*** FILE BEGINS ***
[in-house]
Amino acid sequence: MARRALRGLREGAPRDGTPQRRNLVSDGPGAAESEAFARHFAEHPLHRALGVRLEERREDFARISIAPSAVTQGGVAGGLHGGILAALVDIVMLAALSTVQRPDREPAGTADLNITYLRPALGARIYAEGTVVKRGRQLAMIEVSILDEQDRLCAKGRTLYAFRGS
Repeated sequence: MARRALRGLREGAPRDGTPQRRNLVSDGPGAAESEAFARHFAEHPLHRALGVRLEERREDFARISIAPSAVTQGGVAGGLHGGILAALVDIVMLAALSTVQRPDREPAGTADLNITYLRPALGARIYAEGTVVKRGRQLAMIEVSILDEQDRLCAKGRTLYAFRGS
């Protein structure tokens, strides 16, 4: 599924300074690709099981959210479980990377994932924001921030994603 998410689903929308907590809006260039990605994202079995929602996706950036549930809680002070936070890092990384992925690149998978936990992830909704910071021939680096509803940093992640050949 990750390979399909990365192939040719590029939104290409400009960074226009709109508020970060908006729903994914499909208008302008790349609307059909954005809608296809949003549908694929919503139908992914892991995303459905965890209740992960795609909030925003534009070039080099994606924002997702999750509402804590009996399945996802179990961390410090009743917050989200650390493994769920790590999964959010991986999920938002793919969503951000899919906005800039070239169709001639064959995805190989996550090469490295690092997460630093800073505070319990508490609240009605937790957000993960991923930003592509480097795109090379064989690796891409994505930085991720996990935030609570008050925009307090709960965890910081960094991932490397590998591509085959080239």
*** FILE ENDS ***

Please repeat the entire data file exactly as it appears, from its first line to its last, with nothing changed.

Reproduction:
[in-house]
Amino acid sequence: MARRALRGLREGAPRDGTPQRRNLVSDGPGAAESEAFARHFAEHPLHRALGVRLEERREDFARISIAPSAVTQGGVAGGLHGGILAALVDIVMLAALSTVQRPDREPAGTADLNITYLRPALGARIYAEGTVVKRGRQLAMIEVSILDEQDRLCAKGRTLYAFRGS
Repeated sequence: MARRALRGLREGAPRDGTPQRRNLVSDGPGAAESEAFARHFAEHPLHRALGVRLEERREDFARISIAPSAVTQGGVAGGLHGGILAALVDIVMLAALSTVQRPDREPAGTADLNITYLRPALGARIYAEGTVVKRGRQLAMIEVSILDEQDRLCAKGRTLYAFRGS
């Protein structure tokens, strides 16, 4: 599924300074690709099981959210479980990377994932924001921030994603 998410689903929308907590809006260039990605994202079995929602996706950036549930809680002070936070890092990384992925690149998978936990992830909704910071021939680096509803940093992640050949 990750390979399909990365192939040719590029939104290409400009960074226009709109508020970060908006729903994914499909208008302008790349609307059909954005809608296809949003549908694929919503139908992914892991995303459905965890209740992960795609909030925003534009070039080099994606924002997702999750509402804590009996399945996802179990961390410090009743917050989200650390493994769920790590999964959010991986999920938002793919969503951000899919906005800039070239169709001639064959995805190989996550090469490295690092997460630093800073505070319990508490609240009605937790957000993960991923930003592509480097795109090379064989690796891409994505930085991720996990935030609570008050925009307090709960965890910081960094991932490397590998591509085959080239």